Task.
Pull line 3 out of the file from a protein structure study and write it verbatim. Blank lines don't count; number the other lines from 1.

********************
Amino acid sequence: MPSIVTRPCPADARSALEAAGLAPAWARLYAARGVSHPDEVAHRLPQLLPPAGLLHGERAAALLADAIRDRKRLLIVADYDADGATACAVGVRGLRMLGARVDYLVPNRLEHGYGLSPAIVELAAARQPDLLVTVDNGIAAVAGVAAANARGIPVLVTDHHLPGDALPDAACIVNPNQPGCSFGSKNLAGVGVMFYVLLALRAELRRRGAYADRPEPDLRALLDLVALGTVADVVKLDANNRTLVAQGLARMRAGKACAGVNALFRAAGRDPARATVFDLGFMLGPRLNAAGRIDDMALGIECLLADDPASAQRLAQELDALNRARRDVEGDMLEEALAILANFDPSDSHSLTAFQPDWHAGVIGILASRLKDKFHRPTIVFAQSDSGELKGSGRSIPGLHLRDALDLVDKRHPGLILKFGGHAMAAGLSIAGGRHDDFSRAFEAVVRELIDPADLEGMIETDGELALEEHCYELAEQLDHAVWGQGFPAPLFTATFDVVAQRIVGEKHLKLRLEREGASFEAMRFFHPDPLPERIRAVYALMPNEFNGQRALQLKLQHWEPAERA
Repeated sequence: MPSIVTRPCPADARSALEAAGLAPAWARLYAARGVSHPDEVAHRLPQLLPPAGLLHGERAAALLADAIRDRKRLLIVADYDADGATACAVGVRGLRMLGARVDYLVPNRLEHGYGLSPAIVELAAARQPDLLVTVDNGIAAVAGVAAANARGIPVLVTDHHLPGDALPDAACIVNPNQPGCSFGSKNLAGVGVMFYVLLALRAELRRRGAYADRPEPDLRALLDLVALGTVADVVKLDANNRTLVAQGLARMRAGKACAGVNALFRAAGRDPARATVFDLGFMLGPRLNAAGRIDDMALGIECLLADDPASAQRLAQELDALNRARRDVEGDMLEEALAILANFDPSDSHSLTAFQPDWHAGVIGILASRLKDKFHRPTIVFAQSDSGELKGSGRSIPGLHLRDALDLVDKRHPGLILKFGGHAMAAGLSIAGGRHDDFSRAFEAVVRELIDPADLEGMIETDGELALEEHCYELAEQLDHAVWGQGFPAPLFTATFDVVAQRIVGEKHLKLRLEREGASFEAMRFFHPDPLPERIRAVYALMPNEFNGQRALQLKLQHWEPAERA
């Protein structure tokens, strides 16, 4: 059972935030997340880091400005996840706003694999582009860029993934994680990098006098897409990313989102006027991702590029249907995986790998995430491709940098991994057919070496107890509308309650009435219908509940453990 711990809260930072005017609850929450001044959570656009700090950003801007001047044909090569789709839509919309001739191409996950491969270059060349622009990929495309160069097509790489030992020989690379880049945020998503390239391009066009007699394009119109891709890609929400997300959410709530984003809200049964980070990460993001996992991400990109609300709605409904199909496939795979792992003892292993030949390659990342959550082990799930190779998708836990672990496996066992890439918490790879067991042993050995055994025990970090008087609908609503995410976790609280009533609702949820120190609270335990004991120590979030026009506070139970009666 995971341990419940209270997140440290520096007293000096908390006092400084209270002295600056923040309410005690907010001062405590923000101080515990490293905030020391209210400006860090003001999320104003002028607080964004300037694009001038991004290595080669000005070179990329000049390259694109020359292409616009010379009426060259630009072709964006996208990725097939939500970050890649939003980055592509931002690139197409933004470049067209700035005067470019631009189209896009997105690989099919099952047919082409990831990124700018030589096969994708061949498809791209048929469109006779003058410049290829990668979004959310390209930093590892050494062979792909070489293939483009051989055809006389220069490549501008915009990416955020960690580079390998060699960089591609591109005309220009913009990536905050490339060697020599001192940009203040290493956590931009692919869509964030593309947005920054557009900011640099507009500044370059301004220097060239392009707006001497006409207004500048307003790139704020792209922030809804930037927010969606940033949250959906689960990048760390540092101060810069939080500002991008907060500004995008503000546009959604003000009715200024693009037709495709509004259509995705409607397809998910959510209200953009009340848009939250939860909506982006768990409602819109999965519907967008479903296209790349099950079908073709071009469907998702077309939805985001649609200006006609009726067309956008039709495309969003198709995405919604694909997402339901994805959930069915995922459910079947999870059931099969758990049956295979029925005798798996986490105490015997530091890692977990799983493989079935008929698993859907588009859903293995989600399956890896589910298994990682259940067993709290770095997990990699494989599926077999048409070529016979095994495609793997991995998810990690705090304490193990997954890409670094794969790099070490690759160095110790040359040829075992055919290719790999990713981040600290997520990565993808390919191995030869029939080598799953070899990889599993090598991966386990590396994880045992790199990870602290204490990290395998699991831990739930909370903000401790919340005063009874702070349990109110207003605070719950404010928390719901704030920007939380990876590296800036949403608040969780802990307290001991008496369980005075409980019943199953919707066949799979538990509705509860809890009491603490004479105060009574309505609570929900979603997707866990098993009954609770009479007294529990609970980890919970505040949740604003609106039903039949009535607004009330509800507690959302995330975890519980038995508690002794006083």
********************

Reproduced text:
């Protein structure tokens, strides 16, 4: 059972935030997340880091400005996840706003694999582009860029993934994680990098006098897409990313989102006027991702590029249907995986790998995430491709940098991994057919070496107890509308309650009435219908509940453990 711990809260930072005017609850929450001044959570656009700090950003801007001047044909090569789709839509919309001739191409996950491969270059060349622009990929495309160069097509790489030992020989690379880049945020998503390239391009066009007699394009119109891709890609929400997300959410709530984003809200049964980070990460993001996992991400990109609300709605409904199909496939795979792992003892292993030949390659990342959550082990799930190779998708836990672990496996066992890439918490790879067991042993050995055994025990970090008087609908609503995410976790609280009533609702949820120190609270335990004991120590979030026009506070139970009666 995971341990419940209270997140440290520096007293000096908390006092400084209270002295600056923040309410005690907010001062405590923000101080515990490293905030020391209210400006860090003001999320104003002028607080964004300037694009001038991004290595080669000005070179990329000049390259694109020359292409616009010379009426060259630009072709964006996208990725097939939500970050890649939003980055592509931002690139197409933004470049067209700035005067470019631009189209896009997105690989099919099952047919082409990831990124700018030589096969994708061949498809791209048929469109006779003058410049290829990668979004959310390209930093590892050494062979792909070489293939483009051989055809006389220069490549501008915009990416955020960690580079390998060699960089591609591109005309220009913009990536905050490339060697020599001192940009203040290493956590931009692919869509964030593309947005920054557009900011640099507009500044370059301004220097060239392009707006001497006409207004500048307003790139704020792209922030809804930037927010969606940033949250959906689960990048760390540092101060810069939080500002991008907060500004995008503000546009959604003000009715200024693009037709495709509004259509995705409607397809998910959510209200953009009340848009939250939860909506982006768990409602819109999965519907967008479903296209790349099950079908073709071009469907998702077309939805985001649609200006006609009726067309956008039709495309969003198709995405919604694909997402339901994805959930069915995922459910079947999870059931099969758990049956295979029925005798798996986490105490015997530091890692977990799983493989079935008929698993859907588009859903293995989600399956890896589910298994990682259940067993709290770095997990990699494989599926077999048409070529016979095994495609793997991995998810990690705090304490193990997954890409670094794969790099070490690759160095110790040359040829075992055919290719790999990713981040600290997520990565993808390919191995030869029939080598799953070899990889599993090598991966386990590396994880045992790199990870602290204490990290395998699991831990739930909370903000401790919340005063009874702070349990109110207003605070719950404010928390719901704030920007939380990876590296800036949403608040969780802990307290001991008496369980005075409980019943199953919707066949799979538990509705509860809890009491603490004479105060009574309505609570929900979603997707866990098993009954609770009479007294529990609970980890919970505040949740604003609106039903039949009535607004009330509800507690959302995330975890519980038995508690002794006083």